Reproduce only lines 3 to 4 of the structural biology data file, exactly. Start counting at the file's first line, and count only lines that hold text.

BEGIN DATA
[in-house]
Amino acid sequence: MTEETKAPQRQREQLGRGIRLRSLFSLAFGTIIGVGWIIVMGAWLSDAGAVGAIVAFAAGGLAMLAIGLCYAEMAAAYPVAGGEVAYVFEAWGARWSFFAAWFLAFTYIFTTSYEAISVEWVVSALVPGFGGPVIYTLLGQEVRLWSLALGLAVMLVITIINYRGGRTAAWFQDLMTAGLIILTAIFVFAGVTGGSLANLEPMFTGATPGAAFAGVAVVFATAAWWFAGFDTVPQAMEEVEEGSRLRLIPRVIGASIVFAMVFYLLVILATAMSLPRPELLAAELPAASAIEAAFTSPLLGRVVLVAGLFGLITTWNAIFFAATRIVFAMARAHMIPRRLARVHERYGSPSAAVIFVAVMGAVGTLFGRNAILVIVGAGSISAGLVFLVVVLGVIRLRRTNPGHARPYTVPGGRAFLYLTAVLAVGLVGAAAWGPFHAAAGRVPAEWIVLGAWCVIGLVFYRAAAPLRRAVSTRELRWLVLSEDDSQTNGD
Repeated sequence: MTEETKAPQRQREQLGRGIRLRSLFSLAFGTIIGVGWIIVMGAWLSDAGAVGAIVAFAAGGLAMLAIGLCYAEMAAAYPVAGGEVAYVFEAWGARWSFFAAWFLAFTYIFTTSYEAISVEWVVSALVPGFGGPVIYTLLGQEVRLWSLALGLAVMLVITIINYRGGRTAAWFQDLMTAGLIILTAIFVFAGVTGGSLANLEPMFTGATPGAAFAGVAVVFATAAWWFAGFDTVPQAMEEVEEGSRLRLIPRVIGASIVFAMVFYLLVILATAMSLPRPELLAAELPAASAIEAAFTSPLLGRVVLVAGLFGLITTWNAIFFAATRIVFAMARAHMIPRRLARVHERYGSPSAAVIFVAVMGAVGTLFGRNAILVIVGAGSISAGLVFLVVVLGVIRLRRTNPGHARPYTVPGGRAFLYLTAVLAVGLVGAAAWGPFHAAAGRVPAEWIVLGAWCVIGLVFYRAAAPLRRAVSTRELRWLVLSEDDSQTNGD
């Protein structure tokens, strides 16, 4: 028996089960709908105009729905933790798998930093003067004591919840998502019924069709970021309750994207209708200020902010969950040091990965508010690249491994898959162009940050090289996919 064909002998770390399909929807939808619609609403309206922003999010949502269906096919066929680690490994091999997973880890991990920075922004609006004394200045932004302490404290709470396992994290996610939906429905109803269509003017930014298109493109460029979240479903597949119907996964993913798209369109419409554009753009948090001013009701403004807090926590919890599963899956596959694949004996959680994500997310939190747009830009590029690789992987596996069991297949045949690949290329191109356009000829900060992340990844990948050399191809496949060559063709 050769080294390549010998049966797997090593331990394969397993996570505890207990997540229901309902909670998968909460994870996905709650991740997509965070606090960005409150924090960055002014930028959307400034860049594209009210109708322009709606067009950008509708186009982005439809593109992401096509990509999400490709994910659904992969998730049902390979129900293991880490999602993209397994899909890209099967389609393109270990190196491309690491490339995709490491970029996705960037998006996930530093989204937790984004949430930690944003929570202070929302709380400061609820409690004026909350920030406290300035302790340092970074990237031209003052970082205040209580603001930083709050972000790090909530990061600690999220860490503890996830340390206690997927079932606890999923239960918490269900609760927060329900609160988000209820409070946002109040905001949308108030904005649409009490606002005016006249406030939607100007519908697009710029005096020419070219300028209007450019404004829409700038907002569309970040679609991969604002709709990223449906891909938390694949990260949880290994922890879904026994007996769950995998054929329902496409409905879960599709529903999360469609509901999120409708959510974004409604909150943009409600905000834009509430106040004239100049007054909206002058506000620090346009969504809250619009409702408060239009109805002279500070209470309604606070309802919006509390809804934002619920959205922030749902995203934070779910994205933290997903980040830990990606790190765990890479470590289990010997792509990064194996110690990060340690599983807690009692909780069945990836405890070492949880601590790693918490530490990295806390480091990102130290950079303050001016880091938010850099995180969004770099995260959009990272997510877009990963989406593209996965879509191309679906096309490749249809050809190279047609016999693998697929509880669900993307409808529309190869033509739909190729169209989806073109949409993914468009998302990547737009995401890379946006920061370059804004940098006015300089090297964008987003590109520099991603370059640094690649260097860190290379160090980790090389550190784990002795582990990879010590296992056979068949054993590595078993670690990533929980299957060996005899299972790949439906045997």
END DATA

Repeated sequence: MTEETKAPQRQREQLGRGIRLRSLFSLAFGTIIGVGWIIVMGAWLSDAGAVGAIVAFAAGGLAMLAIGLCYAEMAAAYPVAGGEVAYVFEAWGARWSFFAAWFLAFTYIFTTSYEAISVEWVVSALVPGFGGPVIYTLLGQEVRLWSLALGLAVMLVITIINYRGGRTAAWFQDLMTAGLIILTAIFVFAGVTGGSLANLEPMFTGATPGAAFAGVAVVFATAAWWFAGFDTVPQAMEEVEEGSRLRLIPRVIGASIVFAMVFYLLVILATAMSLPRPELLAAELPAASAIEAAFTSPLLGRVVLVAGLFGLITTWNAIFFAATRIVFAMARAHMIPRRLARVHERYGSPSAAVIFVAVMGAVGTLFGRNAILVIVGAGSISAGLVFLVVVLGVIRLRRTNPGHARPYTVPGGRAFLYLTAVLAVGLVGAAAWGPFHAAAGRVPAEWIVLGAWCVIGLVFYRAAAPLRRAVSTRELRWLVLSEDDSQTNGD
């Protein structure tokens, strides 16, 4: 028996089960709908105009729905933790798998930093003067004591919840998502019924069709970021309750994207209708200020902010969950040091990965508010690249491994898959162009940050090289996919 064909002998770390399909929807939808619609609403309206922003999010949502269906096919066929680690490994091999997973880890991990920075922004609006004394200045932004302490404290709470396992994290996610939906429905109803269509003017930014298109493109460029979240479903597949119907996964993913798209369109419409554009753009948090001013009701403004807090926590919890599963899956596959694949004996959680994500997310939190747009830009590029690789992987596996069991297949045949690949290329191109356009000829900060992340990844990948050399191809496949060559063709 050769080294390549010998049966797997090593331990394969397993996570505890207990997540229901309902909670998968909460994870996905709650991740997509965070606090960005409150924090960055002014930028959307400034860049594209009210109708322009709606067009950008509708186009982005439809593109992401096509990509999400490709994910659904992969998730049902390979129900293991880490999602993209397994899909890209099967389609393109270990190196491309690491490339995709490491970029996705960037998006996930530093989204937790984004949430930690944003929570202070929302709380400061609820409690004026909350920030406290300035302790340092970074990237031209003052970082205040209580603001930083709050972000790090909530990061600690999220860490503890996830340390206690997927079932606890999923239960918490269900609760927060329900609160988000209820409070946002109040905001949308108030904005649409009490606002005016006249406030939607100007519908697009710029005096020419070219300028209007450019404004829409700038907002569309970040679609991969604002709709990223449906891909938390694949990260949880290994922890879904026994007996769950995998054929329902496409409905879960599709529903999360469609509901999120409708959510974004409604909150943009409600905000834009509430106040004239100049007054909206002058506000620090346009969504809250619009409702408060239009109805002279500070209470309604606070309802919006509390809804934002619920959205922030749902995203934070779910994205933290997903980040830990990606790190765990890479470590289990010997792509990064194996110690990060340690599983807690009692909780069945990836405890070492949880601590790693918490530490990295806390480091990102130290950079303050001016880091938010850099995180969004770099995260959009990272997510877009990963989406593209996965879509191309679906096309490749249809050809190279047609016999693998697929509880669900993307409808529309190869033509739909190729169209989806073109949409993914468009998302990547737009995401890379946006920061370059804004940098006015300089090297964008987003590109520099991603370059640094690649260097860190290379160090980790090389550190784990002795582990990879010590296992056979068949054993590595078993670690990533929980299957060996005899299972790949439906045997």